Tell us a bit about yourself and what you do.
I am Siri Kate but most of my friends call me Siri. I am a 30-year-old divorcee on a journey to create beautiful things out the circumstances I have been given. A lot of people are surprised but I work in sales for a specialty chemical company focusing on home and industrial cleaning.
Why do you sew?
I sew because I am passionate about fashion. Sewing allows me to bring reality to the vision I have in my head. It also has brought me contentment with my body and given me the opportunity to love my body for what it is instead of trying to make it fit a number that “it should be”.
What do you like to listen to when you’re working (and why)?
A better question would be more like what don’t I listen to! My taste in music really depends on my mood, I once said I treat music like I am creating the soundtrack for my life. It feels silly to say that, but I am not sure how else to describe it. I am also an avid listener of podcasts and audio books.
As a child, what was your first encounter and memory of beauty?
I think that my first encounter and memory of beauty as a child would be when I lived just north of Seattle. The stunning sunset in shades of pink and purple as the ferry left the terminal, the water reflecting the sky and shadowed mountains in the background. The PNW holds a very special place in my heart.
Where is home and how does it affect what you do?
I call Atlanta, GA home. I have been working through the process of what home means for a while. In the past, I would’ve just said that Atlanta is where I live. However, I have worked hard to grow and develop my own community here. I think that is more what home means to me now, where my community is. My community is full of people from all different backgrounds and all holding space for each other’s truths.
Name a book that you’ve recently read which inspired you and why?
I listened to the book called Anxious People by Fredrick Backman earlier this year. Without giving any spoilers, it reminded me to challenge the assumptions that I make when I haven’t heard someone’s story. I want to make sure I extend the grace to people that I want to receive.
What was the first thing you ever remember making on your own? Tell us about this memory.
I grew up sewing little things here and there. One of the first garments that I made was a tutu. I was taking a sewing class that was taught by the costume mistress at the ballet studio I attended. I designed and then made my garment. Then I was hooked. It also helps me not be afraid to attack more challenging projects now because I was so fearless at 15 making a tutu.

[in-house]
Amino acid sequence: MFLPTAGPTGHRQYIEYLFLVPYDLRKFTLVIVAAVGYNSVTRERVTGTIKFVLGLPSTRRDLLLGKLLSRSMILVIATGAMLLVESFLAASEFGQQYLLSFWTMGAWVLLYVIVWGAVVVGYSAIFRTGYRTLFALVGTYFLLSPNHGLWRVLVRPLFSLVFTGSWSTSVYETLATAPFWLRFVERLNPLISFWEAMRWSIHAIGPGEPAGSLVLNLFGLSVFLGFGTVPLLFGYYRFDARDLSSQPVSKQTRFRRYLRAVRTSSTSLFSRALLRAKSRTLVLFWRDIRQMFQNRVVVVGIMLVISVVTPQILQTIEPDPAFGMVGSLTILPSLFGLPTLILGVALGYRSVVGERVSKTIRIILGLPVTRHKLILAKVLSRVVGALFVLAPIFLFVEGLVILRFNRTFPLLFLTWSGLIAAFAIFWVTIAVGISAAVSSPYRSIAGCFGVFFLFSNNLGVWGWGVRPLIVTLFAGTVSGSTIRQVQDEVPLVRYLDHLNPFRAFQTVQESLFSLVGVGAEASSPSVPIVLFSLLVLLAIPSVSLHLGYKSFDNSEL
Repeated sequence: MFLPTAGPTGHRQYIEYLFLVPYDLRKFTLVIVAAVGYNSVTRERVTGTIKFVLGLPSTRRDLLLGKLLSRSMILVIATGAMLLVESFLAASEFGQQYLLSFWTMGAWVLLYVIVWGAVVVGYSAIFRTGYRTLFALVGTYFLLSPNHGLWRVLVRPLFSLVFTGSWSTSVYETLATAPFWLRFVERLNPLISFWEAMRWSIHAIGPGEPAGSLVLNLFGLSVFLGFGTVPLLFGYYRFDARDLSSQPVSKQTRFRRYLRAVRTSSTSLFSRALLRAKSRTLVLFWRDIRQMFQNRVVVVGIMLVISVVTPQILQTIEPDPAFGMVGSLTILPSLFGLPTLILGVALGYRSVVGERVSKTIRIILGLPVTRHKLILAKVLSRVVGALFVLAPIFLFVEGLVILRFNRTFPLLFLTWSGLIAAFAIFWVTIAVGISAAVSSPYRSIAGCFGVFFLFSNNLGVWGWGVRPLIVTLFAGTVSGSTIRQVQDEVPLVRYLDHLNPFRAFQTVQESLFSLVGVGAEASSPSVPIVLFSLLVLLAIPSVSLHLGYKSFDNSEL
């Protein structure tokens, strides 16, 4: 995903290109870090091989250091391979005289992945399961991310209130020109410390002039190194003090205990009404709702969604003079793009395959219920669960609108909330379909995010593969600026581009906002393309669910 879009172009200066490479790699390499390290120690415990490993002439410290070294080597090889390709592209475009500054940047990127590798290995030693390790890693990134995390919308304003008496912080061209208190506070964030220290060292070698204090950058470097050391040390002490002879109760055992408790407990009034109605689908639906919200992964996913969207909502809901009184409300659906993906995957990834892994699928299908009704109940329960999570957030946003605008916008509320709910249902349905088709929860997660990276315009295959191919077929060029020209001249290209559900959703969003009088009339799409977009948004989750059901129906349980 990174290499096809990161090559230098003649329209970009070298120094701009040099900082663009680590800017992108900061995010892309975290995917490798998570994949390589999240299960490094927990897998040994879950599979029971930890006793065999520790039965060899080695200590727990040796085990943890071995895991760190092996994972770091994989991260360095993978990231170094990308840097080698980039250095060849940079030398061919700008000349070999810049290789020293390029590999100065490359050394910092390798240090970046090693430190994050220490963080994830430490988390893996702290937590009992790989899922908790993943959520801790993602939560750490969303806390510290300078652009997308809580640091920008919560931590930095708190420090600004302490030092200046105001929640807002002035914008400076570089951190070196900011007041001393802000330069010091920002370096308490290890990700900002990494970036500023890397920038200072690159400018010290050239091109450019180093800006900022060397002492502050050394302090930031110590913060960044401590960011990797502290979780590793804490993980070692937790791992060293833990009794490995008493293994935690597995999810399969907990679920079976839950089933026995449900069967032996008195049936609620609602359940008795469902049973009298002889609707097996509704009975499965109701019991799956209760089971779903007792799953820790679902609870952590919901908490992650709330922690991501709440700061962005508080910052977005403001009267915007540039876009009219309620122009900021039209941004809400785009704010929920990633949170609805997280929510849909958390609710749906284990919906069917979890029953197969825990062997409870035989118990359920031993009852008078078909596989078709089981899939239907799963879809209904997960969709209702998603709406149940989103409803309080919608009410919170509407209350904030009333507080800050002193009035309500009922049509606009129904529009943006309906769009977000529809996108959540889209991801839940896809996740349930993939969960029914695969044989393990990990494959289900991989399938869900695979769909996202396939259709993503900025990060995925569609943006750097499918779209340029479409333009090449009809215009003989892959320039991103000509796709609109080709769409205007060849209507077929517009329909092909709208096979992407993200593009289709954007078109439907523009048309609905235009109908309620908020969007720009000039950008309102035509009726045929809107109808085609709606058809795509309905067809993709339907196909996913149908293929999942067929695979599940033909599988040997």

Who are your muses and inspiration?
I am not sure that I would be able to name a specific person. I take a lot of inspiration from the community both online and in Atlanta. I love getting to see people living their truth and what they create. I am blessed to have a lot of friends who create in different mediums. Art and architecture are a big influence for me.
You mention on IG that you have been a knitter for some 20 years. Does knitting inform your sewing practice?
Knitting has been more consistent over the last 20 years than sewing. So, I do think that it informs my sewing practice. Knitting is slower (most of the time) than sewing and it reminds me that it’s okay to take the time or walk away from a project for a little bit.
What is the best advice you’ve received?
Hm, as someone who loves her therapist, I feel like I could go on. However, I think some of the best advice that I have received is that you can have two opposing feelings and don’t have to be defined by either. And make bad art. This is something that I am constantly telling people who want to sew or knit. Your first project will probably be bad and that’s okay.
How important is it to make something with your hands?
I like making something with my hands because it allows me to have a creative outlet. My job isn’t creative, and I like to be able to make things in my spare time.
What has been the most rewarding sewing project you’ve completed so farand why?
My most rewarding project right now is one that I recently finished. I thrifted a pair of men’s lighter wash jeans, took them apart and then sewed my own pair of jeans. They are in heavy rotation right now.
What is more important to you – the process or the final product (ie your garment)?
I honestly don’t know which one is more important. I learn a lot from the process. Being able to sew clothes that fit and learning about fitting, I have seen a diffidence in how I view my own body. I am kinder to myself and working through body image issues.
What does success mean to you?
My definition of success has dramatically changed in the last three years. Going through a divorce hasn’t been easy. I let a lot of other people’s expectations define my life and what I saw as success. Now, I think success means being able to provide a safe space for my community, to be able to ask for help and return the favor.
What have you chosen to make out of FS linen and why?
I have chosen to make my current favorite pants pattern, the Protea Pants by Paradise Patterns, and the Donny Shirt from Friday Pattern Company. A big focus this year is making basics that I can use in my daily life and for work. Linen is a three-season fabric living in the south. It’s basically all that I wear from April to October. I can’t wait to use these pieces in rotation.